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Eyes Over Puget Sound: Surface Conditions Report — September 12, 2019

Publication number Date Published
19-03-075September 2019
VIEW NOW: Eyes Over Puget Sound: Surface Conditions Report — September 12, 2019 (Number of pages: 44) (Publication Size: 11082KB)

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Author(s) Krembs, Christopher
Description This year, air temperatures were warmer than in previous years, and this temperature pattern is predicted to continue. Precipitation was low and is now improving, yet river flows remain low. By August, Puget Sound surface water temperatures were 0.6 °C warmer across all regions; this could have shifted the timing of optimal temperatures for marine organisms.

In September, blooms are limited to inlets. Jellyfish are abundant in Sinclair Inlet, and anchovies reside in Eld Inlet.

Macroalgae are still plentiful. Learn about the benefits of this macroalgae when it washes up on shore. Mats of macroalgae, seaweed, and other debris (also called beach wrack) provide shelter and food for many marine critters.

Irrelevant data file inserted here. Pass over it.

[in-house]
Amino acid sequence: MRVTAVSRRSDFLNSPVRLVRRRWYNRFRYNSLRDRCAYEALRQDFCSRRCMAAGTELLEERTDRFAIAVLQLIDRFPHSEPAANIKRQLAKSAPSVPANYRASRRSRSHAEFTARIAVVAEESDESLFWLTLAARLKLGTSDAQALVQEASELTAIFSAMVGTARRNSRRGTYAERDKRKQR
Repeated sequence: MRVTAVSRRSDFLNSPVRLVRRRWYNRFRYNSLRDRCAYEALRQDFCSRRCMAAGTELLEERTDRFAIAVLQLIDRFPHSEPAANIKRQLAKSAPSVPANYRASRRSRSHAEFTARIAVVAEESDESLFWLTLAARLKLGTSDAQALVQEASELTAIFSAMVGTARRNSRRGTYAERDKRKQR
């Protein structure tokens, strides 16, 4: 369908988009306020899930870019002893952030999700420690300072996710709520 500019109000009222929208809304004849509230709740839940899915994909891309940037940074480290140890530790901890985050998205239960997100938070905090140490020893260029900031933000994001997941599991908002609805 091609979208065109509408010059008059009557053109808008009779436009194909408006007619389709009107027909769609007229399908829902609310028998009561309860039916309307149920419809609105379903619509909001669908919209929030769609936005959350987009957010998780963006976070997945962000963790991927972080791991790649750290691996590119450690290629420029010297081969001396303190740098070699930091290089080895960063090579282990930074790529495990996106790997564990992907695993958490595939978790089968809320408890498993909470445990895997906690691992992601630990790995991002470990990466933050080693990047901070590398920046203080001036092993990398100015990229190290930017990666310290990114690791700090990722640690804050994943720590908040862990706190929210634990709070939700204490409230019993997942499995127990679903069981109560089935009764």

Last month, our Ecology scientists contributed to a “global biodiversity library.” Learn more about this ongoing DNA barcoding project in this month’s issue of Eyes Over Puget Sound.
The mission of the Department of Ecology is to protect, preserve, and enhance Washington’s environment. To help us meet that goal, please consider the environment before you print or request a copy.

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Contact Christopher Krembs at 360-407-6675 or
Keywords marine water monitoring, EOPS, Marine Flights, marine beaches, marine monitoring, marine issues, science, marine waters, Eyes Over Puget Sound, Hood Canal, puget sound watershed, Puget Sound, marine
WEB PAGE Eyes Over Puget Sound

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Eyes Over Puget Sound: Surface Conditions Report — September 28, 2020